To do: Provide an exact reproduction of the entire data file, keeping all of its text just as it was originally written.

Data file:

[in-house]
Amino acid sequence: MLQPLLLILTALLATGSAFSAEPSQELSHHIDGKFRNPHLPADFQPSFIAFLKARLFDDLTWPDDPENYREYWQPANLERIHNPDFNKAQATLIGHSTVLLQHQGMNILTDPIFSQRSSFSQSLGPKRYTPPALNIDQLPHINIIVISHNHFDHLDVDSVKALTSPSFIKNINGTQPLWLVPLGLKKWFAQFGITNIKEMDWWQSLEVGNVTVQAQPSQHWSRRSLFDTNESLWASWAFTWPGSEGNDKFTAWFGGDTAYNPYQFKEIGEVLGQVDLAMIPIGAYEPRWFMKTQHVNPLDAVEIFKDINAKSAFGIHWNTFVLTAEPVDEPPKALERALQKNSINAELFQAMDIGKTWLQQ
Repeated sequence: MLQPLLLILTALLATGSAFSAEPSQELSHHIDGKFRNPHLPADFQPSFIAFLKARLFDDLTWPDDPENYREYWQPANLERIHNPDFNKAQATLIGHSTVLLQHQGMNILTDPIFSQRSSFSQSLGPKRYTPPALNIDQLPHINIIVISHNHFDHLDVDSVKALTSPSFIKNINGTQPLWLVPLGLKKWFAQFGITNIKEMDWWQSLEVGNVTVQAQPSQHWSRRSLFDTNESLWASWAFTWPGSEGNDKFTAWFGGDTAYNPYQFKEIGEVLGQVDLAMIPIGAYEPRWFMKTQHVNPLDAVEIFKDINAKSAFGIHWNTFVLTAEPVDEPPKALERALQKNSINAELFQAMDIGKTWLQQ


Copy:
[in-house]
Amino acid sequence: MLQPLLLILTALLATGSAFSAEPSQELSHHIDGKFRNPHLPADFQPSFIAFLKARLFDDLTWPDDPENYREYWQPANLERIHNPDFNKAQATLIGHSTVLLQHQGMNILTDPIFSQRSSFSQSLGPKRYTPPALNIDQLPHINIIVISHNHFDHLDVDSVKALTSPSFIKNINGTQPLWLVPLGLKKWFAQFGITNIKEMDWWQSLEVGNVTVQAQPSQHWSRRSLFDTNESLWASWAFTWPGSEGNDKFTAWFGGDTAYNPYQFKEIGEVLGQVDLAMIPIGAYEPRWFMKTQHVNPLDAVEIFKDINAKSAFGIHWNTFVLTAEPVDEPPKALERALQKNSINAELFQAMDIGKTWLQQ
Repeated sequence: MLQPLLLILTALLATGSAFSAEPSQELSHHIDGKFRNPHLPADFQPSFIAFLKARLFDDLTWPDDPENYREYWQPANLERIHNPDFNKAQATLIGHSTVLLQHQGMNILTDPIFSQRSSFSQSLGPKRYTPPALNIDQLPHINIIVISHNHFDHLDVDSVKALTSPSFIKNINGTQPLWLVPLGLKKWFAQFGITNIKEMDWWQSLEVGNVTVQAQPSQHWSRRSLFDTNESLWASWAFTWPGSEGNDKFTAWFGGDTAYNPYQFKEIGEVLGQVDLAMIPIGAYEPRWFMKTQHVNPLDAVEIFKDINAKSAFGIHWNTFVLTAEPVDEPPKALERALQKNSINAELFQAMDIGKTWLQQ